Written by: George Pacheco on July 27th, 2015
Theatrical Release Date: USA, 2014
Director: David Gregory
Cast: Richard Stanley, Kier-La Janisse, Michael Gingold, Graham Humphreys, Edward R. Pressman, Robert Shaye, Tim Zinnemann, Fairuza Balk, Bruce Fuller, Marco Hofschneider, Rob Morrow
BluRay released: July 28th, 2015
Approximate running time: 99 minutes
Aspect Ratio: 1.78:1 Widescreen / 1080 Progressive / MPEG-4 AVC
Sound: LPCM Stereo English
BluRay Release: Severin Films
Region Coding: Region Free
Retail Price: $20.00
Severin Films founder David Gregory directs this excellent documentary, dissecting the unfortunate series of events which befell the infamously troubled 1996 production of The Island of Doctor Moreau.
Gregory’s film primarily sets its focus upon the director who was unceremoniously fired from the production, British filmmaker Richard Stanley, who at that point had earned some serious indie interest for his two stellar productions of Hardware and Dust Devil. Stanley is simultaneously dry, witty and funny as he tells his side of the tale, explaining how long the ideas churned within his head before the auteur eventually found his way to writing up a screenplay. There’s an ever-present twinkle in Stanley’s eye and a slight smirk on his lips and he reveals fascinating details about the production, despite the obvious pain and disappointment the whole experience likely left him with at the end of the day.
Gregory tracks down plenty of other folks involved with Moreau, as well, although actors David Thewlis and Val Kilmer are conspicuously absent from the proceedings. Still, members of cast (Fairuza Balk, Rob Morrow and the very funny Marco Hofschneider), crew, as well as production folk (New Line Cinema head honcho Bob Shaye) offer their own recollections about what went down, shot in a typical “talking head” documentary style, nicely augmented by some minor animation and colorful sequences showing Stanley’s original Doctor Moreau sketches.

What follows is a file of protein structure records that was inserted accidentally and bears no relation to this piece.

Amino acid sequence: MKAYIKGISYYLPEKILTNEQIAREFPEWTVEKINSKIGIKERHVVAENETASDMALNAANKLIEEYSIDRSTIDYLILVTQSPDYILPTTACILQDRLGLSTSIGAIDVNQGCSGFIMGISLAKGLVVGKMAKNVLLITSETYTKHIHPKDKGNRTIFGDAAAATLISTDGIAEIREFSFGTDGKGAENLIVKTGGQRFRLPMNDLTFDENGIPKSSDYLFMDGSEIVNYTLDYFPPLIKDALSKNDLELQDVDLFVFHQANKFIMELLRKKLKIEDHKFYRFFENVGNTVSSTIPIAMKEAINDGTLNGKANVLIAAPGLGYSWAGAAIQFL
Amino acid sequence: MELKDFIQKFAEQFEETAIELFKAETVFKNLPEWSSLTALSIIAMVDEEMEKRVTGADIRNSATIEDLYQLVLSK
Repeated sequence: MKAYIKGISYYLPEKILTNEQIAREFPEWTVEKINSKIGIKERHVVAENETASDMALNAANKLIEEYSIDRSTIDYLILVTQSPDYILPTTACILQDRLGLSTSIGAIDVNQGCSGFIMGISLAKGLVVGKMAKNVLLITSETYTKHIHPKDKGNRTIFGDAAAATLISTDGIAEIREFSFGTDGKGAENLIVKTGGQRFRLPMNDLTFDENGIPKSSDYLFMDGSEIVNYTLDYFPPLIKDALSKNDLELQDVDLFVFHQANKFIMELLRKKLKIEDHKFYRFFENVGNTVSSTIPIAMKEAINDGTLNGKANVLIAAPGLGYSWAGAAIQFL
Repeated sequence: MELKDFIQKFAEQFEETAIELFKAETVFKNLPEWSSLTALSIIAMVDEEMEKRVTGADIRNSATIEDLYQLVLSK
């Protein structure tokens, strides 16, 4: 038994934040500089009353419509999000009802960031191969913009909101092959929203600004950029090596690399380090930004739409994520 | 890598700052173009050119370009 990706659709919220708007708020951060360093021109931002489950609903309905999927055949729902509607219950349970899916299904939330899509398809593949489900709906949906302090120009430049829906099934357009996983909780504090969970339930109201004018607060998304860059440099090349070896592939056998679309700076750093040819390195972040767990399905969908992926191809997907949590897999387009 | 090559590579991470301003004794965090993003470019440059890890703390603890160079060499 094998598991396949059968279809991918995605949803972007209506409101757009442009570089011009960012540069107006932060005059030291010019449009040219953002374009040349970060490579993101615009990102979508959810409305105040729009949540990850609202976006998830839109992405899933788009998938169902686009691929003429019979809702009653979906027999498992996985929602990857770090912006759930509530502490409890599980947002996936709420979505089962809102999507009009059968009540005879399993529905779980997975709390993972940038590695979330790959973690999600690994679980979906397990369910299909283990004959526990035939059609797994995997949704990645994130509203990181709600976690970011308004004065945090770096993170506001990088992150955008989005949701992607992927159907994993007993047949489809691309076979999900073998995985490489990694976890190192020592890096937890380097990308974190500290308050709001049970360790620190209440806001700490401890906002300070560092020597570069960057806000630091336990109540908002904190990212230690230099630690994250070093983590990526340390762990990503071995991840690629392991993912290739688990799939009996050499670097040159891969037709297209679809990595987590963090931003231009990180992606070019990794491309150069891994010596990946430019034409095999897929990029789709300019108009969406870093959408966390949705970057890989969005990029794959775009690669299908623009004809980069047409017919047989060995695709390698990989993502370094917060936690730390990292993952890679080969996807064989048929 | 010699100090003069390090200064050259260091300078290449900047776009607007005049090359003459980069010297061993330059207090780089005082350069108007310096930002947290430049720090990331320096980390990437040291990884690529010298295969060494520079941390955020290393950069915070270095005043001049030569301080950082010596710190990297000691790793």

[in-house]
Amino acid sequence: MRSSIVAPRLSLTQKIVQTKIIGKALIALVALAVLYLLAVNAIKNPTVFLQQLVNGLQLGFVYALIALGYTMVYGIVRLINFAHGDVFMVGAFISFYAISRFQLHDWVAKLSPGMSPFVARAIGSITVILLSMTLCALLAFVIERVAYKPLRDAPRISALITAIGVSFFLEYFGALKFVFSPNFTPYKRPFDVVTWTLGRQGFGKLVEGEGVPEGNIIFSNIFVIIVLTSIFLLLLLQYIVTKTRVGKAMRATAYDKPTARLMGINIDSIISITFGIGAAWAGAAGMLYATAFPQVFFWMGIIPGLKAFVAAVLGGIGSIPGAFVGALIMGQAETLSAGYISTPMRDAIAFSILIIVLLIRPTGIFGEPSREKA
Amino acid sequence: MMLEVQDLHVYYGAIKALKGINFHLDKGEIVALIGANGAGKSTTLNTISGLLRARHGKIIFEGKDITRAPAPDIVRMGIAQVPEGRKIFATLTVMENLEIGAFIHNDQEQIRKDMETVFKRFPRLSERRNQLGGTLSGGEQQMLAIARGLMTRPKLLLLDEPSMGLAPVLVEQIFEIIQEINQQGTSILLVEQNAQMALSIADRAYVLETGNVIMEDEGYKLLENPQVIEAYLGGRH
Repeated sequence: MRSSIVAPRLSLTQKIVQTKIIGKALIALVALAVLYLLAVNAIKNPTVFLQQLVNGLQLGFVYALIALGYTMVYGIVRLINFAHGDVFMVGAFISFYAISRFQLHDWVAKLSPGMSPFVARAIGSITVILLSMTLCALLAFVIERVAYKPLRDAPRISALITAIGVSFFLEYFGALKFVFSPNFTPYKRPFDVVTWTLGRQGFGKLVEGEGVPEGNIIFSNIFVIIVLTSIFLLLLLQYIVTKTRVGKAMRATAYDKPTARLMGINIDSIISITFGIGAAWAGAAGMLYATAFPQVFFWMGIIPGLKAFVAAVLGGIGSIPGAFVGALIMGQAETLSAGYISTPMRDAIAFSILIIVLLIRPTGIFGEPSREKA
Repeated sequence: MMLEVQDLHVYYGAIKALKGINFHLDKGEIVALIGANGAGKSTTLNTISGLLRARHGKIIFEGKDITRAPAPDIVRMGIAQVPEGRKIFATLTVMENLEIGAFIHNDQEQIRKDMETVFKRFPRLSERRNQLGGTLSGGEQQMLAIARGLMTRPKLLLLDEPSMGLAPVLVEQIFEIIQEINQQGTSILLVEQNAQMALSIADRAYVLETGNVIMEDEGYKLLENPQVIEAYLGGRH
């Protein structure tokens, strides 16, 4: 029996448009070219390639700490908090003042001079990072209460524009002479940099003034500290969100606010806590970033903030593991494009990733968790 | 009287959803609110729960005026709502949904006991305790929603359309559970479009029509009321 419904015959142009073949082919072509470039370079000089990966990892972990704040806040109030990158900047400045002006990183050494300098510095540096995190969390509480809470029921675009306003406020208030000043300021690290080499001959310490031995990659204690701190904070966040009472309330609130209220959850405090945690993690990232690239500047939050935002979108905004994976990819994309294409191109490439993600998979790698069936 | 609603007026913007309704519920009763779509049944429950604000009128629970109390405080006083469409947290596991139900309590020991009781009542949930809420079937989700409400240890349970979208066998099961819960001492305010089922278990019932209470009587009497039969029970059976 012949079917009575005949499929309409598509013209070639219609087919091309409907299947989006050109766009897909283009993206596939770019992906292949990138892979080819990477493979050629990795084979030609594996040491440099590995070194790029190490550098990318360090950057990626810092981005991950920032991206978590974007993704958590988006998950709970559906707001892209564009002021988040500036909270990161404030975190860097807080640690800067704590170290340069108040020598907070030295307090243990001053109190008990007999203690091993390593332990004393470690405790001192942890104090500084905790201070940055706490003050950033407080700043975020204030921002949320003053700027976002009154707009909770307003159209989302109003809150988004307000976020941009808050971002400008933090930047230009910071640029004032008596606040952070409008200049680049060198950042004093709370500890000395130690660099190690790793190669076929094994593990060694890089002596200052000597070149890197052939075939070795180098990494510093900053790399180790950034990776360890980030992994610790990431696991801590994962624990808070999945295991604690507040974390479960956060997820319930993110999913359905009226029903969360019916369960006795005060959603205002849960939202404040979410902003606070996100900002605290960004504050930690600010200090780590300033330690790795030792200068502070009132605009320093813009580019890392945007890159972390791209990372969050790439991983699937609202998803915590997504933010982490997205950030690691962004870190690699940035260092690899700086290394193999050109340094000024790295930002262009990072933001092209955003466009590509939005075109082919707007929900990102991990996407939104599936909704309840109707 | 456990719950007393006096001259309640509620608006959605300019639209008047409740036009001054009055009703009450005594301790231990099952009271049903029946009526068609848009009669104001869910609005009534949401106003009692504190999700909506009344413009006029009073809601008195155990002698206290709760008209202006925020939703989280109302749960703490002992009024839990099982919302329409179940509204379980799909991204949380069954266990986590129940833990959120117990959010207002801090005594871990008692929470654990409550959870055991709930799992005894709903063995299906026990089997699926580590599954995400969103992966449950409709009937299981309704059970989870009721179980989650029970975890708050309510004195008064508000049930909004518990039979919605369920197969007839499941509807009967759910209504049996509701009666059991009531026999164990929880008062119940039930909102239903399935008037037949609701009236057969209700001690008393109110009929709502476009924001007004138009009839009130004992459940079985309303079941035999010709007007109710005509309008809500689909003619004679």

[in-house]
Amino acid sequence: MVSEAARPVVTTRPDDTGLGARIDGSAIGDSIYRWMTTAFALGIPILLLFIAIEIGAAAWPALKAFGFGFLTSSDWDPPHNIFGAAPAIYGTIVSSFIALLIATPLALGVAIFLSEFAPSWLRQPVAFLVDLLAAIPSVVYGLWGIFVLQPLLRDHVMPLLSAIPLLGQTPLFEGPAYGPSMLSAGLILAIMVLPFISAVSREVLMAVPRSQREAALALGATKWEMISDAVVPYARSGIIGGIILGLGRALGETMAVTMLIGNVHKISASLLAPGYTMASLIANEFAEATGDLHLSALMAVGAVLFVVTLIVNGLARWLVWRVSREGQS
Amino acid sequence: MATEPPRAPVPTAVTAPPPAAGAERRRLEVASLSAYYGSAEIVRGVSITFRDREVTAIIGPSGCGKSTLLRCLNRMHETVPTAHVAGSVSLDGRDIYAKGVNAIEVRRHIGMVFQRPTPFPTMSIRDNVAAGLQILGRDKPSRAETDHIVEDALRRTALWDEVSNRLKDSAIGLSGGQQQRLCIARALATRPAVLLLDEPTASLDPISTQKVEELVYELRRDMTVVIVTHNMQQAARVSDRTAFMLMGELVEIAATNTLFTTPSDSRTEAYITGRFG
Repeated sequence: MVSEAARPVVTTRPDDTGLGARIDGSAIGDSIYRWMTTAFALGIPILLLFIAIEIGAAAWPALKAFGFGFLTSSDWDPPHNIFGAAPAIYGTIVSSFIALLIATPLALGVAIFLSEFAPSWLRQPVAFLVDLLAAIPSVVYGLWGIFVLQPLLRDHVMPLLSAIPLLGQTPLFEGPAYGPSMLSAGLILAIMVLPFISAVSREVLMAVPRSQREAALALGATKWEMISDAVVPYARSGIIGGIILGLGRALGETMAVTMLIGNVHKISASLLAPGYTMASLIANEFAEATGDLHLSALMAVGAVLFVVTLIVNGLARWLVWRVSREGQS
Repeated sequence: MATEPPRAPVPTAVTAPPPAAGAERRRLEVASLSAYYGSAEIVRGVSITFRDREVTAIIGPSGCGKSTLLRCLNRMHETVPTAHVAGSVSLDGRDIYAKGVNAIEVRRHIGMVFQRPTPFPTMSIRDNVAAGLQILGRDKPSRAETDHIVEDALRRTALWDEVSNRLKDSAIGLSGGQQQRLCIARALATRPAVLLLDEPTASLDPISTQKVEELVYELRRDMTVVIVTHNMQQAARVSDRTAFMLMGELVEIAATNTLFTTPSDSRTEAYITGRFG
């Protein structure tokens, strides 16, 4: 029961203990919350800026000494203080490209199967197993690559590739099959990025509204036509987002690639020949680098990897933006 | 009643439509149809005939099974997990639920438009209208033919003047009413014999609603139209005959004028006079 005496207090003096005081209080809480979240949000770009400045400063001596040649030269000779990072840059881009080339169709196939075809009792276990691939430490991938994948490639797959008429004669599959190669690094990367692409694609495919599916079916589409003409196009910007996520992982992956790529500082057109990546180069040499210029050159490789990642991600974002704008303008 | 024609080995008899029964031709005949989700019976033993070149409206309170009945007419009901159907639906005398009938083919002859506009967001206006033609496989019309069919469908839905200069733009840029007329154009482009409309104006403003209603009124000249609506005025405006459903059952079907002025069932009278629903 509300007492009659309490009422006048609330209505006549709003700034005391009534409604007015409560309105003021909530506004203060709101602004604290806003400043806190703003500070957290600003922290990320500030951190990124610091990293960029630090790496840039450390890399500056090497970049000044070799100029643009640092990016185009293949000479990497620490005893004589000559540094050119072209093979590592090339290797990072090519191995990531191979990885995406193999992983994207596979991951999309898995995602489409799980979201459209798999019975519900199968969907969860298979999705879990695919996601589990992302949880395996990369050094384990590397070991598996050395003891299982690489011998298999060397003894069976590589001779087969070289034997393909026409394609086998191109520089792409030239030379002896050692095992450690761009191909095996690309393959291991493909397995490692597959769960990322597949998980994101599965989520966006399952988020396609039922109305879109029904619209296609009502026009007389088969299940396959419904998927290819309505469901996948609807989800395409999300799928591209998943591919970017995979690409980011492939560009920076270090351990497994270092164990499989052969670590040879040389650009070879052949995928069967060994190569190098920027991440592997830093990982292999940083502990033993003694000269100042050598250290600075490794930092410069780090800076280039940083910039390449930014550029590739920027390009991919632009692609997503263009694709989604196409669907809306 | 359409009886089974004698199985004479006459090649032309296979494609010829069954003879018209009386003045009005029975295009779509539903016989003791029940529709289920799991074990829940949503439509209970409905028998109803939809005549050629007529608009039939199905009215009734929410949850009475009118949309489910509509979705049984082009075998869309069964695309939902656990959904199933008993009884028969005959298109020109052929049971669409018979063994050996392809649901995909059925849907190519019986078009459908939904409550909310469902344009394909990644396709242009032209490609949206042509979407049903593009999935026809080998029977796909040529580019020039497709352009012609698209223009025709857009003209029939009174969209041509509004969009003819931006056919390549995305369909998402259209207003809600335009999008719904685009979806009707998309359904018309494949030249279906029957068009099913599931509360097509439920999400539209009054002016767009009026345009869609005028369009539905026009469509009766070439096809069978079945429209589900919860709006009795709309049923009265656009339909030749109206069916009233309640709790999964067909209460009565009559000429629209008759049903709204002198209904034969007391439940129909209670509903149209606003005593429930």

There’s a real sense of tragic, “what was and what could’ve been” to Stanley’s tale, not entirely dissimilar to what many fans felt from the documentary Jodorowsky’s Dune; a sense that there really could’ve been an amazing-albeit probably un-filmable at the time-picture sprung forth from Stanley’s imagination, only to be replaced by the stitched-together (though still interesting) mess wrangled together by replacement director John Frankenheimer and crew.
Still, there’s a saying that all things happen for a reason, and, at the very least, Gregory’s documentary pulls back the curtain and reveals some very ugly factoids about some of the Hollywood heavy hitters who ran roughshod behind the scenes of this film (read: Val Kilmer was an asshole, Marlon Brando was totally off his rocker, and also kind of an asshole), while at the same time reminding all genre fans of just how imaginative and creative Richard Stanley is as a writer and director.
Here’s hoping that perhaps Lost Soul can coax out Stanley-who has delivered some anthology segments and shorts in recent years-back to the director’s chair for the balls-out, proper feature we all believe the man can still create.
Severin’s Blu-Ray of Lost Soul looks really good, with sharp colors and contrast to the new footage, while the archival footage is predictably rougher in comparison, but nostalgic for those who remember watching the final Moreau cut on VHS back in the day. The LPCM 2.0 is clear and glitch free, with optional English subtitles, to boot.
There are a bevy of extras on hand here, not the least of which is an extra hour-plus of interview outtakes from Stanley, Hofschneider and more, as well as original concept art from Stanley and his collaborator Graham Humphreys, with optional audio commentary. There is also a set report from Frankenheimer shot back in ’96, an audio interview with actress Barbara Steele (who was due to appear in the film as Moreau’s ex-wife) about her experiences with Stanley, as a handful of other featurettes, including one where Stanley himself goes to a screening of Lost Soul.
Severin have also released the film as a three disc edition with even more elaborate extras, including a 1921 version of The Island of Doctor Moreau thought to be lost, background history upon H.G. Wells’ original novel, as well as a CD-ROM audiobook of Stanley reading the author’s text. Consider either version to be essential viewing.